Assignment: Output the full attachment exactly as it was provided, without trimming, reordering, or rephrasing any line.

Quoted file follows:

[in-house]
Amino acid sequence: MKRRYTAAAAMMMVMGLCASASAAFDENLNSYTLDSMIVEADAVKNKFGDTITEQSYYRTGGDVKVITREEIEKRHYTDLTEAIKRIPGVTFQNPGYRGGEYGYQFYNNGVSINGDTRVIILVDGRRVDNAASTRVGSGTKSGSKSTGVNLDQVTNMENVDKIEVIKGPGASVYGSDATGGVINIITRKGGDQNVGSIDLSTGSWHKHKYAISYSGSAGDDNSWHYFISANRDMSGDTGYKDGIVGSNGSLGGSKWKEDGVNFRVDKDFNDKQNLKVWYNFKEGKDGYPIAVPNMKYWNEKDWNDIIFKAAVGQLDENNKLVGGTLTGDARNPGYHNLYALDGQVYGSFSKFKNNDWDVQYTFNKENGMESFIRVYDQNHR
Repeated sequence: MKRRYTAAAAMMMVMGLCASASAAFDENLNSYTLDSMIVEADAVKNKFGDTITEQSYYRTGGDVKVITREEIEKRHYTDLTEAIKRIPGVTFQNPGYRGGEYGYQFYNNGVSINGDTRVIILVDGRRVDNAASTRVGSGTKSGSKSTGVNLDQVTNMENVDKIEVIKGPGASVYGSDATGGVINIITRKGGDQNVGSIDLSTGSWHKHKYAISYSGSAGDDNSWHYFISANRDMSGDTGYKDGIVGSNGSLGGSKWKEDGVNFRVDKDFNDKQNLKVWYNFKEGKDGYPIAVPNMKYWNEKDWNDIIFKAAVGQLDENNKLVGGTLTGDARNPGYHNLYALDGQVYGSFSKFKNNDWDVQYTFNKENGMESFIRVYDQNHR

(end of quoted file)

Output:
[in-house]
Amino acid sequence: MKRRYTAAAAMMMVMGLCASASAAFDENLNSYTLDSMIVEADAVKNKFGDTITEQSYYRTGGDVKVITREEIEKRHYTDLTEAIKRIPGVTFQNPGYRGGEYGYQFYNNGVSINGDTRVIILVDGRRVDNAASTRVGSGTKSGSKSTGVNLDQVTNMENVDKIEVIKGPGASVYGSDATGGVINIITRKGGDQNVGSIDLSTGSWHKHKYAISYSGSAGDDNSWHYFISANRDMSGDTGYKDGIVGSNGSLGGSKWKEDGVNFRVDKDFNDKQNLKVWYNFKEGKDGYPIAVPNMKYWNEKDWNDIIFKAAVGQLDENNKLVGGTLTGDARNPGYHNLYALDGQVYGSFSKFKNNDWDVQYTFNKENGMESFIRVYDQNHR
Repeated sequence: MKRRYTAAAAMMMVMGLCASASAAFDENLNSYTLDSMIVEADAVKNKFGDTITEQSYYRTGGDVKVITREEIEKRHYTDLTEAIKRIPGVTFQNPGYRGGEYGYQFYNNGVSINGDTRVIILVDGRRVDNAASTRVGSGTKSGSKSTGVNLDQVTNMENVDKIEVIKGPGASVYGSDATGGVINIITRKGGDQNVGSIDLSTGSWHKHKYAISYSGSAGDDNSWHYFISANRDMSGDTGYKDGIVGSNGSLGGSKWKEDGVNFRVDKDFNDKQNLKVWYNFKEGKDGYPIAVPNMKYWNEKDWNDIIFKAAVGQLDENNKLVGGTLTGDARNPGYHNLYALDGQVYGSFSKFKNNDWDVQYTFNKENGMESFIRVYDQNHR